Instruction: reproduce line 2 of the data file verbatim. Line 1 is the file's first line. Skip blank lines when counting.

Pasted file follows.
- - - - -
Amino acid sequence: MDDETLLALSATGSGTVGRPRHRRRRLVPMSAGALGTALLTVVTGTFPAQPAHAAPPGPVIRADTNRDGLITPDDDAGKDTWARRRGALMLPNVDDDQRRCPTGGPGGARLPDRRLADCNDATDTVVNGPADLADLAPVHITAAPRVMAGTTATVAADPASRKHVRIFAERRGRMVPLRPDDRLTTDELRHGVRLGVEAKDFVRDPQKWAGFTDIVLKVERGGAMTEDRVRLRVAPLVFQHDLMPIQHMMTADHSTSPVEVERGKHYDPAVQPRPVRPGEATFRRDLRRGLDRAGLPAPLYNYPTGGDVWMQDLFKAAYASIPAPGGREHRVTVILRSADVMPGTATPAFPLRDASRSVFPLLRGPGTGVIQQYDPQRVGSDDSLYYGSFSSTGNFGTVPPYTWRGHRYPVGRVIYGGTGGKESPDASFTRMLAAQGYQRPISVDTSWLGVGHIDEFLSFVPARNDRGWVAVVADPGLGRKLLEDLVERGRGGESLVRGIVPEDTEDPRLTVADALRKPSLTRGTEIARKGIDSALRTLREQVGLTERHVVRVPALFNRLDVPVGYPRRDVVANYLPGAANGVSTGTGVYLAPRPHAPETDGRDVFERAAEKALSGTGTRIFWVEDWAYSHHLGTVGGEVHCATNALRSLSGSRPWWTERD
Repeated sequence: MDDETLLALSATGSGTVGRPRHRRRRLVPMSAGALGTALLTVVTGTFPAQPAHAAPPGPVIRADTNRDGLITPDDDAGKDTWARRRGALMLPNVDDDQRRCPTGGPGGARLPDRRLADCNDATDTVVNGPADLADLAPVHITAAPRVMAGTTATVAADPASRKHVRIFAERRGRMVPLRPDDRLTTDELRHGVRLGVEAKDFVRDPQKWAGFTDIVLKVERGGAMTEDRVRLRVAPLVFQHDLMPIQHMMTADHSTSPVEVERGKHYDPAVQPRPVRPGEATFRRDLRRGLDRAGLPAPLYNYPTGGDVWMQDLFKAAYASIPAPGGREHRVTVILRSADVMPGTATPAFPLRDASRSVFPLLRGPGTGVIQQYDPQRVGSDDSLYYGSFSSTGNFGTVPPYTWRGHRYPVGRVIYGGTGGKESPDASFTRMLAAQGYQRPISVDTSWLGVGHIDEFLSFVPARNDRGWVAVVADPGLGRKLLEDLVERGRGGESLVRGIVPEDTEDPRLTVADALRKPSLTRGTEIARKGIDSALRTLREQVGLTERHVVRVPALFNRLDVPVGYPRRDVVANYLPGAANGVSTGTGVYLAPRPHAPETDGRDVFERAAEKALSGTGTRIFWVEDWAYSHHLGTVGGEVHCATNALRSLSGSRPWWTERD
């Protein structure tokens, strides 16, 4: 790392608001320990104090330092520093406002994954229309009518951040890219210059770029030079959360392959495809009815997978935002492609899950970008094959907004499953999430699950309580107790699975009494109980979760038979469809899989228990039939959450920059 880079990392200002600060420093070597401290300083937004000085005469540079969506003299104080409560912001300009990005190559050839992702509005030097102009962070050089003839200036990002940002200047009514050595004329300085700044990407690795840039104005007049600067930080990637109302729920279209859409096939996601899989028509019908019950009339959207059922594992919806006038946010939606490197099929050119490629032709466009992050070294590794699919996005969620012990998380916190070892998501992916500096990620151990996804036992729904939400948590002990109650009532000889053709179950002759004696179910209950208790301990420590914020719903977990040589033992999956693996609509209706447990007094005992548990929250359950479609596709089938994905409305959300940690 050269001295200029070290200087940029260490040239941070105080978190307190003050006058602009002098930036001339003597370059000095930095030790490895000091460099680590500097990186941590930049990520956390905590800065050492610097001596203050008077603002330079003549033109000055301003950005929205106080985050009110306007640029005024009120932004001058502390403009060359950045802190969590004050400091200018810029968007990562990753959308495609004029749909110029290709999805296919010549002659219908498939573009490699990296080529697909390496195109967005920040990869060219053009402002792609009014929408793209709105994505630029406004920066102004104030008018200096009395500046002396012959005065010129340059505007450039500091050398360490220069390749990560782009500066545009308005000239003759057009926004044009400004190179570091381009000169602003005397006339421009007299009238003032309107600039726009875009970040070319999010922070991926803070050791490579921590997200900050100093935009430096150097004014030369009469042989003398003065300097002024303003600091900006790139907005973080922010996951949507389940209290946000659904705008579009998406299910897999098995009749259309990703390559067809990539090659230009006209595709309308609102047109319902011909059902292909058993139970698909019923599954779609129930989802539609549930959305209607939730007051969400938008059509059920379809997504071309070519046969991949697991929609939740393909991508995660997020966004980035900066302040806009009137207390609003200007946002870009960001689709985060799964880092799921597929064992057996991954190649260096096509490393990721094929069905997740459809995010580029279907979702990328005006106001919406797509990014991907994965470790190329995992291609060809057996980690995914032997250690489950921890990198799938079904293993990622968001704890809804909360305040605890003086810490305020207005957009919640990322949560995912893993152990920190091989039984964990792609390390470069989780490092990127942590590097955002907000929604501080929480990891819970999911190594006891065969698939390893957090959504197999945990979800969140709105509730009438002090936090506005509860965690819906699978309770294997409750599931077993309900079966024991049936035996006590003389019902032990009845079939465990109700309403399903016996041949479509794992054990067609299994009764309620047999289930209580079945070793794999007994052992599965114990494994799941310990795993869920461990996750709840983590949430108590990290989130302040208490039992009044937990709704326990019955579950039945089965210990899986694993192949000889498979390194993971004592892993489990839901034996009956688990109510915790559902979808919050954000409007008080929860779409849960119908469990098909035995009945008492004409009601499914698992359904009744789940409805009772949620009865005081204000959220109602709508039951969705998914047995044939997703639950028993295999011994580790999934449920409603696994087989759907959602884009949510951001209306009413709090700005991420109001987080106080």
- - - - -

Repeated sequence: MDDETLLALSATGSGTVGRPRHRRRRLVPMSAGALGTALLTVVTGTFPAQPAHAAPPGPVIRADTNRDGLITPDDDAGKDTWARRRGALMLPNVDDDQRRCPTGGPGGARLPDRRLADCNDATDTVVNGPADLADLAPVHITAAPRVMAGTTATVAADPASRKHVRIFAERRGRMVPLRPDDRLTTDELRHGVRLGVEAKDFVRDPQKWAGFTDIVLKVERGGAMTEDRVRLRVAPLVFQHDLMPIQHMMTADHSTSPVEVERGKHYDPAVQPRPVRPGEATFRRDLRRGLDRAGLPAPLYNYPTGGDVWMQDLFKAAYASIPAPGGREHRVTVILRSADVMPGTATPAFPLRDASRSVFPLLRGPGTGVIQQYDPQRVGSDDSLYYGSFSSTGNFGTVPPYTWRGHRYPVGRVIYGGTGGKESPDASFTRMLAAQGYQRPISVDTSWLGVGHIDEFLSFVPARNDRGWVAVVADPGLGRKLLEDLVERGRGGESLVRGIVPEDTEDPRLTVADALRKPSLTRGTEIARKGIDSALRTLREQVGLTERHVVRVPALFNRLDVPVGYPRRDVVANYLPGAANGVSTGTGVYLAPRPHAPETDGRDVFERAAEKALSGTGTRIFWVEDWAYSHHLGTVGGEVHCATNALRSLSGSRPWWTERD